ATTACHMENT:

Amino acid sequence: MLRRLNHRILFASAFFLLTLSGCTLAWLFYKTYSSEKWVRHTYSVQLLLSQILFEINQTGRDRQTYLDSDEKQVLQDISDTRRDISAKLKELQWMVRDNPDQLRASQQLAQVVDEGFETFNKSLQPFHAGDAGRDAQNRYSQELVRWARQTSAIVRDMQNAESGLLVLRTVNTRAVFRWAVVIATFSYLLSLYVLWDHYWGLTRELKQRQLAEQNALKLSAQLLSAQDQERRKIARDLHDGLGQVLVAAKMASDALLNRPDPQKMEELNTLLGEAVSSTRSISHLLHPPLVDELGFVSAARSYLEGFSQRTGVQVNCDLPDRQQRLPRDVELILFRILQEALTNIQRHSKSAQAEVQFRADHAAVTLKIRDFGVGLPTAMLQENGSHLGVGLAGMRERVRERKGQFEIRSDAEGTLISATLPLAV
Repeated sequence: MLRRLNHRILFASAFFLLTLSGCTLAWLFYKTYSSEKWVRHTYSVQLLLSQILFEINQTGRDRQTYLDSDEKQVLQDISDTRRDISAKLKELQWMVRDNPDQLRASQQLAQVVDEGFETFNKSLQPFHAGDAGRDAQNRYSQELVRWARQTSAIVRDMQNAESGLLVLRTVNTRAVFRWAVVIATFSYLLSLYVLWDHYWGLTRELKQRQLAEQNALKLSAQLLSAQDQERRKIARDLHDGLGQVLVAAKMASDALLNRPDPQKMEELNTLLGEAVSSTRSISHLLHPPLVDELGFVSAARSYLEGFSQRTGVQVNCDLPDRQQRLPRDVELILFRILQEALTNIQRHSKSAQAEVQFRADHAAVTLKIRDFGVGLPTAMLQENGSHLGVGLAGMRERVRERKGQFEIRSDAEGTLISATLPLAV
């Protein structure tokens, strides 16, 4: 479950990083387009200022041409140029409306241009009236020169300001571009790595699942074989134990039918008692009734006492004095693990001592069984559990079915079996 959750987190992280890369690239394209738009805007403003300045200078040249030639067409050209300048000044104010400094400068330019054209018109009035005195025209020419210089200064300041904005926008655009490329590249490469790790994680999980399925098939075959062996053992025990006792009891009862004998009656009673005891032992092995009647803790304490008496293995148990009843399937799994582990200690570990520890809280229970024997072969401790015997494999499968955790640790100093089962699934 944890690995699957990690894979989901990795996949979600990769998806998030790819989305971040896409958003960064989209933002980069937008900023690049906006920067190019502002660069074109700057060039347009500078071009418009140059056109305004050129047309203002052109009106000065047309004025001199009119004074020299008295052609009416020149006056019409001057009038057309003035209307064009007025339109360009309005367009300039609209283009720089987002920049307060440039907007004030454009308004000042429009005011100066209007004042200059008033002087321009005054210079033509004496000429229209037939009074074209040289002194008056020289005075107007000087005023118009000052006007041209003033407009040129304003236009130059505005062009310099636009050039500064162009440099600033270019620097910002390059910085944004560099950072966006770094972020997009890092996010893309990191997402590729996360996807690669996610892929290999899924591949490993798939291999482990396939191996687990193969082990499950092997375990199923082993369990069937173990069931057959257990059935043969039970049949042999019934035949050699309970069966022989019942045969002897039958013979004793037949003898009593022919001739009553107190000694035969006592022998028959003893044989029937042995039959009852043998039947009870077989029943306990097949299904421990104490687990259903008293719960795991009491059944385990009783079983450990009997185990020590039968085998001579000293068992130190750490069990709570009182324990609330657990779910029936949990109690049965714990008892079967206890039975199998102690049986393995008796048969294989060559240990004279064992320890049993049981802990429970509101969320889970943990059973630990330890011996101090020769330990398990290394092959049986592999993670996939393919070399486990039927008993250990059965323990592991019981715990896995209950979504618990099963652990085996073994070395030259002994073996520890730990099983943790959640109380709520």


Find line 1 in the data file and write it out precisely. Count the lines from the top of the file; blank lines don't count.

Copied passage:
Amino acid sequence: MLRRLNHRILFASAFFLLTLSGCTLAWLFYKTYSSEKWVRHTYSVQLLLSQILFEINQTGRDRQTYLDSDEKQVLQDISDTRRDISAKLKELQWMVRDNPDQLRASQQLAQVVDEGFETFNKSLQPFHAGDAGRDAQNRYSQELVRWARQTSAIVRDMQNAESGLLVLRTVNTRAVFRWAVVIATFSYLLSLYVLWDHYWGLTRELKQRQLAEQNALKLSAQLLSAQDQERRKIARDLHDGLGQVLVAAKMASDALLNRPDPQKMEELNTLLGEAVSSTRSISHLLHPPLVDELGFVSAARSYLEGFSQRTGVQVNCDLPDRQQRLPRDVELILFRILQEALTNIQRHSKSAQAEVQFRADHAAVTLKIRDFGVGLPTAMLQENGSHLGVGLAGMRERVRERKGQFEIRSDAEGTLISATLPLAV